The presence of McDonald’s and Cadbury, among others, as sponsors at the forthcoming London 2012 Olympics has attracted some controversy. Obesity is now, after all, a global concern. The figures are bad and bear some repeating. If current trends continue then up to 48 percent of men and 43 percent of women in the UK could be obese by 2030. Of course this also represents a market opportunity for someone. The profit motive can encourage companies to fight the obesity epidemic (just as it motivated them to contribute to its spread).

Companies such as drug manufacturers are obviously able to provide a direct, medical response which can benefit their bottom line, according to the Financial Times. Less directly (and arguably as effectively) are manufacturers of sports goods.  But not every drug will prove effective or new trainer become fashionable.  So what other industry sectors will this major social as well as medical change impact? So far mobile operators have been largely absent when analysts study such market opportunities (no mention in the FT article).  This probably won’t be the case for much longer. The UK government had made clear it is a believer in the concept of remotely monitoring patients in their own homes, which it argues offers significant cost savings and health benefits. It says three million people in the UK could benefit in this way. That’s an impressive figure.

Telefonica Digital has been looking at what kind of revenues could be generated by remotely monitoring patients via its mobile network. The operator reckons that it could charge EUR100-200 for monitoring a patient with the most serious chronic conditions.  About 1-2 percent of the UK population fall into this category. A charge of EUR 30-50 per month could apply to those requiring less intense monitoring. Five percent of the population fall into this mid-impact category. Finally there is the mass-market category who would pay less than EUR1 per month and could cover 25 percent of the population, for instance subscribers with high blood pressure they need to keep an eye on but who are not facing a critical condition.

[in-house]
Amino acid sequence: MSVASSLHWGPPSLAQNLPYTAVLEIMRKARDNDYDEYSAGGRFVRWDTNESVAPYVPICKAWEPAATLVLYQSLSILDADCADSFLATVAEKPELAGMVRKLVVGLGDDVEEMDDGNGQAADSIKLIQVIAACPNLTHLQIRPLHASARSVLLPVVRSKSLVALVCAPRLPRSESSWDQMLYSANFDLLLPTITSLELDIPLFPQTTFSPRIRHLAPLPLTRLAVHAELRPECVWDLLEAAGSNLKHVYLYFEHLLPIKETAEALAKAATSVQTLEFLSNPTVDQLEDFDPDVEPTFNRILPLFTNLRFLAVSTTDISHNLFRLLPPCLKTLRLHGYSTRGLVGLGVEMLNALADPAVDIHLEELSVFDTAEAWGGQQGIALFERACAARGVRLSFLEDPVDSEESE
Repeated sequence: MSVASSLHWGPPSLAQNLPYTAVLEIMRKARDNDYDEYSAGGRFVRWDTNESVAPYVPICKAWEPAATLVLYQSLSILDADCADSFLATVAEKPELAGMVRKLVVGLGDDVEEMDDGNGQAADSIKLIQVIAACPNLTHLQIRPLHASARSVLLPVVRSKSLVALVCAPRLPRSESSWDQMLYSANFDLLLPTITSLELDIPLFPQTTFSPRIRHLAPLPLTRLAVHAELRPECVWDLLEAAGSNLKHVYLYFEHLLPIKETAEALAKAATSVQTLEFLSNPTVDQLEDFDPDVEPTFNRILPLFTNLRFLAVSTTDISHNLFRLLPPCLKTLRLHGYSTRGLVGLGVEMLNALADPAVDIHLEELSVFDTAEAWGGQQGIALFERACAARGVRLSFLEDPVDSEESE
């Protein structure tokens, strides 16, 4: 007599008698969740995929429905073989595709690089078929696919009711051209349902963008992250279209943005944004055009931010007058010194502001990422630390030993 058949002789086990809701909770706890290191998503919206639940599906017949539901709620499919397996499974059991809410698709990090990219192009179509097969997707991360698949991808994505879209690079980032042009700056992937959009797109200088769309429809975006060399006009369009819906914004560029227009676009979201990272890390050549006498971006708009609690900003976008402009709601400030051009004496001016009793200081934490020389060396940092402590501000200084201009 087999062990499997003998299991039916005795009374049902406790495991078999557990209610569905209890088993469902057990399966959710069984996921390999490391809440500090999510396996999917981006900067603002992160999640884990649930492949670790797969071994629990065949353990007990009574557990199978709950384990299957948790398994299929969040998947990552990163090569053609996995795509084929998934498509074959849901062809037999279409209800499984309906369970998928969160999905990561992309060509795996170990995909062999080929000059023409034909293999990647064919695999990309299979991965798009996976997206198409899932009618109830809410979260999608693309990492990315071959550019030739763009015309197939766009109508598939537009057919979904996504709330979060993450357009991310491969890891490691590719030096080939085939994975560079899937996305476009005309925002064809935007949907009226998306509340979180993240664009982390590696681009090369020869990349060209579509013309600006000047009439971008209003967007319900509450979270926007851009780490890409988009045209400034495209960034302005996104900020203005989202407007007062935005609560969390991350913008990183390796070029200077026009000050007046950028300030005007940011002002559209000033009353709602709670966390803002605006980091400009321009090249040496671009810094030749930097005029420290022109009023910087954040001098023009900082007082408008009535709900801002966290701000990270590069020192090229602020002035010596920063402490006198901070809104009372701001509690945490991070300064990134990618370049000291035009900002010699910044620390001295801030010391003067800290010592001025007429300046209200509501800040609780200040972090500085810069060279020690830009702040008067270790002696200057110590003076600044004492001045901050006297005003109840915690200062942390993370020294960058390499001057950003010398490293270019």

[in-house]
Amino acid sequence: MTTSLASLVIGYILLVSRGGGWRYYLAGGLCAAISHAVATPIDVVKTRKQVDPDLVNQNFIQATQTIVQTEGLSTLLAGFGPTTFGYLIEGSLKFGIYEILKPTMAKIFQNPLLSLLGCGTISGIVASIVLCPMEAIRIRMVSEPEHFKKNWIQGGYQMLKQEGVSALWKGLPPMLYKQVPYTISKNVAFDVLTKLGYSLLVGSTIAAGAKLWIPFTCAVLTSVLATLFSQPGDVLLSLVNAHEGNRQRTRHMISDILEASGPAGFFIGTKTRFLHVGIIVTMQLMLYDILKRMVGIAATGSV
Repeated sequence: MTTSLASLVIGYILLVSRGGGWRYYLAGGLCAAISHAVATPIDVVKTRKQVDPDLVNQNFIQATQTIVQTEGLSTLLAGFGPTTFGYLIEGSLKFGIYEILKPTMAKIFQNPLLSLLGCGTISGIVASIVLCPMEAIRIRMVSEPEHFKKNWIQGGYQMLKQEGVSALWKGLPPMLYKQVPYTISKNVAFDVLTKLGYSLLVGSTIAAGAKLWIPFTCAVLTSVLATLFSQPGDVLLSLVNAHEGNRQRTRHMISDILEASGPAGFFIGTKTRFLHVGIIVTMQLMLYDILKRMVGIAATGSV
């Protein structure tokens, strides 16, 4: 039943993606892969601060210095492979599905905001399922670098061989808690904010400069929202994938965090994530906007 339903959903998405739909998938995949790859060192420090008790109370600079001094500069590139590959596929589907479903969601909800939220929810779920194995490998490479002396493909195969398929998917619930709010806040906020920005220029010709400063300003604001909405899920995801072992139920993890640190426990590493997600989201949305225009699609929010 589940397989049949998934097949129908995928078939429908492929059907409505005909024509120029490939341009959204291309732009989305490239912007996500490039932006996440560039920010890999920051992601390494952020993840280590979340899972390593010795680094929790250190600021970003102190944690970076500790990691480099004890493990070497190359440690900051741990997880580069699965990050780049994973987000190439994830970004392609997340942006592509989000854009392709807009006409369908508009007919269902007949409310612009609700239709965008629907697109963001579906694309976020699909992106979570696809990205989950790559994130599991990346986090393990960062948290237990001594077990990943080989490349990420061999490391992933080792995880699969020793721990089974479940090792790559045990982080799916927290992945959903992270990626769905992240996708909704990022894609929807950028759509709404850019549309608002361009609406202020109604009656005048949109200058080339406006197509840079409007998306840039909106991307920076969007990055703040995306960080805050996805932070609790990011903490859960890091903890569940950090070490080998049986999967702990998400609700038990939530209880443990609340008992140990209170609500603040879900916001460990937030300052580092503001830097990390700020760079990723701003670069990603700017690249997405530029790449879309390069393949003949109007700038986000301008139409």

The range of pricing options has a classical look to them: At the extremes the small, high-paying demographic versus the big numbers of the mass market that individually generate relatively little revenue.  One figure worth remembering is that the 1-2 percent of the entire population most at risk represent 30-50 percent of the total cost of caring for chronic conditions. That presumably is where the big savings are for public health systems (and are most attractive to politicians).

Bear in mind these numbers are largely theoretical at present. At most O2 probably has a few hundred users currently hooked up to remote monitoring in the UK. And healthcare could look a lot different in five or ten years’ time.  Taxes on sugary drinks could be commonplace or Mayor Bloomberg of New York might be ahead of the game politically with his proposal for a complete ban on the supersized version of such drinks in restaurants, cinemas and sports stadiums. Such a level of regulation could mean society turning to operators and their remote monitoring services. Alternatively, extreme measures could precipitate a rapid decline in obesity, so undermining the need for operators' services.   

And there are obstacles for mobile operators such as questions over legal liability in delivering a health-related service as well as convincing the medical profession there is value from embracing a system that threatens a serious disruption to current work practices and potentially a significant increase in the amount of data they have to handle and analyse.

The bigger question for mobile operators then becomes whether e-health, along with services such as mobile advertising, mcommerce and M2M, can move from the periphery to become mainstays of their business.

Mobile operators must also decide where they want to sit in the value chain. This can be either as a simple connectivity supplier or a provider of a service directly to patients, possibly in partnership with healthcare providers.  One is a steady approach to the market with the prospect of reasonable returns while the second promises higher margins but carries greater risk of a business that fails to deliver on its promise. Either way they are unlikely to end up with the opprobrium being heaped on fast-food chains and confectionary firms in the current crisis.

Richard Handford

The editorial views expressed in this article are solely those of the author(s) and will not necessarily reflect the views of the GSMA, its Members or Associate Members.